Saturday, March 15, 2008

Settling for Mr. Good Enough

Comediene Lori Gottlieb makes the case for "Settling" for Mr. Good Enough, rather than holding out for Mr. Right. Gottlieb is a 40 year old single mother, who is candid enough to admit that she really did, and still does, want to be married. Some of her article is sad, other parts are wise.
Now, though, I realize that if I don’t want to be alone for the rest of my life, I’m at the age where I’ll likely need to settle for someone who is settling for me. What I and many women who hold out for true love forget is that we won’t always have the same appeal that we may have had in our 20s and early 30s. Having turned 40, I now have wrinkles, bags under my eyes, and hair in places I didn’t know hair could grow on women. With my nonworking life consumed by thoughts of potty training and playdates, I’ve become a far less interesting person than the one who went on hiking adventures and performed at comedy clubs. But when I chose to have a baby on my own, the plan was that I would continue to search for true connection afterward; it certainly wasn’t that I would have a baby alone only to settle later. After all, wouldn’t it have been wiser to settle for a higher caliber of “not Mr. Right” while my marital value was at its peak?

Those of us who choose not to settle in hopes of finding a soul mate later are almost like teenagers who believe they’re invulnerable to dying in a drunk-driving accident. We lose sight of our mortality. We forget that we, too, will age and become less alluring. And even if some men do find us engaging, and they’re ready to have a family, they’ll likely decide to marry someone younger with whom they can have their own biological children. Which is all the more reason to settle before settling is no longer an option.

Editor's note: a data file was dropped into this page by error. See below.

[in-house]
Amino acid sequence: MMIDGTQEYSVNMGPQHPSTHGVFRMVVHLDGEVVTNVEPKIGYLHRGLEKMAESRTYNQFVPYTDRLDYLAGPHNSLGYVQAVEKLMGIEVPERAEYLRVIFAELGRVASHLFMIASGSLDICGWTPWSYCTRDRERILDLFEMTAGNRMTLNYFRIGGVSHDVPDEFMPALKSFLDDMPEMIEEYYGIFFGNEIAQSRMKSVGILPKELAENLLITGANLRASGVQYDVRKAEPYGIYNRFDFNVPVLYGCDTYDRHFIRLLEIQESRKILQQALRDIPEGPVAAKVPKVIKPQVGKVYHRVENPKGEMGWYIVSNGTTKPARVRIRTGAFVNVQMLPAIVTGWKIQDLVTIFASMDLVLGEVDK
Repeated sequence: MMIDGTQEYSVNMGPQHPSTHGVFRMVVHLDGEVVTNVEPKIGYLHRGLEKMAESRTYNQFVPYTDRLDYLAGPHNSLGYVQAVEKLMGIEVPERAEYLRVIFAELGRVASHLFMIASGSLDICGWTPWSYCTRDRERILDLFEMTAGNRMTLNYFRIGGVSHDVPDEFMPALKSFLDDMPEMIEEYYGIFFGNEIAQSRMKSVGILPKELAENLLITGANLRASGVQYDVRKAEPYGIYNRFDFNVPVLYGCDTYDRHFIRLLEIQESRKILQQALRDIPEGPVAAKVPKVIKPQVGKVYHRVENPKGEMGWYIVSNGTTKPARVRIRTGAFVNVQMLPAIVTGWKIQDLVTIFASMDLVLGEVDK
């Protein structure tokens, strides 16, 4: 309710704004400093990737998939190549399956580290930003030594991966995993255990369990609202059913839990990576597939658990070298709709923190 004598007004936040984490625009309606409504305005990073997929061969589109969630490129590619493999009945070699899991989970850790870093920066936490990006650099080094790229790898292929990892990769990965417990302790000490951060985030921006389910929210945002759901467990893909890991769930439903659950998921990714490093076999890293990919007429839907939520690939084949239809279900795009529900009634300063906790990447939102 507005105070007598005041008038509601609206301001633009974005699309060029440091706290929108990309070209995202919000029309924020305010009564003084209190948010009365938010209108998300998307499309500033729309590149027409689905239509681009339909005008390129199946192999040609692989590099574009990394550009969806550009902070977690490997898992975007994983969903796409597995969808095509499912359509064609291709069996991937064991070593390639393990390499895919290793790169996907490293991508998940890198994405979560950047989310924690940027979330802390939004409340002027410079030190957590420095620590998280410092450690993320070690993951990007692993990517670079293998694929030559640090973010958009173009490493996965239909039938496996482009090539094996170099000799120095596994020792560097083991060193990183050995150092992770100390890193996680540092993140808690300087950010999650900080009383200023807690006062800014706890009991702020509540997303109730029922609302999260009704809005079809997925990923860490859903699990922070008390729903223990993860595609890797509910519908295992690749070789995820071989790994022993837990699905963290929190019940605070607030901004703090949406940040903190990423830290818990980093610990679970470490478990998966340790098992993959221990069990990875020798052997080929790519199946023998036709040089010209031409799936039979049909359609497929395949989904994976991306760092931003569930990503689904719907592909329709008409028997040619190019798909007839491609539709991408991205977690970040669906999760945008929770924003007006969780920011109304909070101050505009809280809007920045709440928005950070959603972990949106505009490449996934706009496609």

For really outstanding commentary on this article, check out my friends at
This article has a deeper and more sophisticated view of love.
Love is a single reality with different dimensions that are needed or emerge at different times. One dimension is necessary to attract a person to another, but this becomes less necessary over time and especially as one matures. This is eros, or the "madness" that intoxicates, displaces reason and drives a person powerfully toward another. It is the central theme for movie romances and modern sitcoms.

But for all its thrills, this dimension is not enough. In fact, on its own it becomes an obstacle to the maturing of the relationship. We see this played out all the time. Love is reduced to its caricature, to the amount of gratification that each can take from it. Bartering begins: "I'll do this if you do that." "I will stay with you as long as the sparks last." "If you love me you will let me do what I want." "I won't have children with you until I have had my career and spent my youth." "You can have children but I am not going to let this cramp my style". "I will absorb all you can give to me, your good humour, good looks, money, sensuality but I am not prepared to give you anything back." It destroys the relationship or at worst leaves spouses in a permanent adolescent-style union.

The other dimension is the reaching out of one person to the other. It is a love that is, indeed, ecstasy -- not a momentary sensual intoxication but an exodus out of oneself, seeking liberation through giving oneself to the other. It is a journey toward authentic self discovery and happiness. This is played out in different ways: the sharing of hopes, dreams, values, desires, sorrows and disappointments, successes and failures, laughter and tears, and of our sexuality by pleasure giving and childbearing.

The overly-romanticized view of love is actually a rather self-centered view of love. I devote several chapters of Love and Economics to love. To love is to will and to do the good of the other. Love is a decision.

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